Netflix API Ditching DVD Endpoints to Focus on Streaming

When the Netflix API turns three in October, it will also be making some big changes. With a focus on the quickly growing streaming service, Netflix will remove access to its DVD-related API calls. That means any websites or mobile apps that help organize your DVD queue will switch to only providing results that are available on its Netflix Instant streaming service.

The announcement post lists affected endpoints and provides this reasoning for the changes:

As of Oct. 14th, 2011, the Netflix API will be focused exclusively on offering content and functionality from the streaming catalog. As a result, we will be discontinuing the support of DVD-related features in the Open API. These changes are in an effort to better position the Netflix API towards the company’s long-term goal of internationalizing our streaming experience.

Both the REST and JavaScript APIs are affected, focusing the entire API on Netflix's directory of streamable content. However, the full Netflix streaming experience still isn't available via the API. "The API is a discovery engine," Netflix's Daniel Jacobson said in a phone interview. The public API does not provide access to the actual stream, but rather the titles that could be streamed and the metadata associated with those titles. Streaming on specific devices is a separate partnership, usually between the device manufacturer and Netflix. The JavaScript API does provide a play button to send users directly to the Netflix streaming experience.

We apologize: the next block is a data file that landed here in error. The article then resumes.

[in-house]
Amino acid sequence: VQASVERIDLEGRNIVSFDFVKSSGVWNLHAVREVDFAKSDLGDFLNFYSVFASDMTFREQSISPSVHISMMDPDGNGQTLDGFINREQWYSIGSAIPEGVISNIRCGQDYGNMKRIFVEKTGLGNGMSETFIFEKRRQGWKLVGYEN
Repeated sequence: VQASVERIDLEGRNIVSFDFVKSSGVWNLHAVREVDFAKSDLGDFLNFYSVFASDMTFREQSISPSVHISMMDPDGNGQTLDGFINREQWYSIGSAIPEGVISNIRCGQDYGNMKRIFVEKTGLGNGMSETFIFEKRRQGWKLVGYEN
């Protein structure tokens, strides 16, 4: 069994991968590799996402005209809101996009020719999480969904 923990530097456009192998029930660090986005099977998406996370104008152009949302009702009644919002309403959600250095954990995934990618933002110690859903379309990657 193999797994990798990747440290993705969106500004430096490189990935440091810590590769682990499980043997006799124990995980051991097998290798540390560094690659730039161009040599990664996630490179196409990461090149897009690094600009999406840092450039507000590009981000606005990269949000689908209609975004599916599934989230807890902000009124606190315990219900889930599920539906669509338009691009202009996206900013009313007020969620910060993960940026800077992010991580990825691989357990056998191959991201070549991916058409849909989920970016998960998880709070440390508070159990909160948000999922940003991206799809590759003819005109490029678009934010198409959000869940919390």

When the Netflix API was first announced, the focus was much more toward queue organization, a reminder of how much things have changed for online video even in the last three years. "If you can perform a Function on the Netflix website, it’s likely available via the REST API," wrote Netflix's original API announcement. This is no longer the case, as it appears the website will be the only way to organize the queue or access all of the content available from Netflix. The company's own iPhone app has been completely focused on streaming for some time.

The changes are bound to affect many developers and mashups, which is probably why Netflix is providing a third of a year to make the updates. Even once the DVD-related APIs are discontinued, the endpoints won't return errors. "Our goal is to make the transition as smooth as possible by gracefully degrading as many of these deprecated features as possible," Jacobson wrote in the announcement post. Where possible, the API will return streaming content, even when DVD content is requested.

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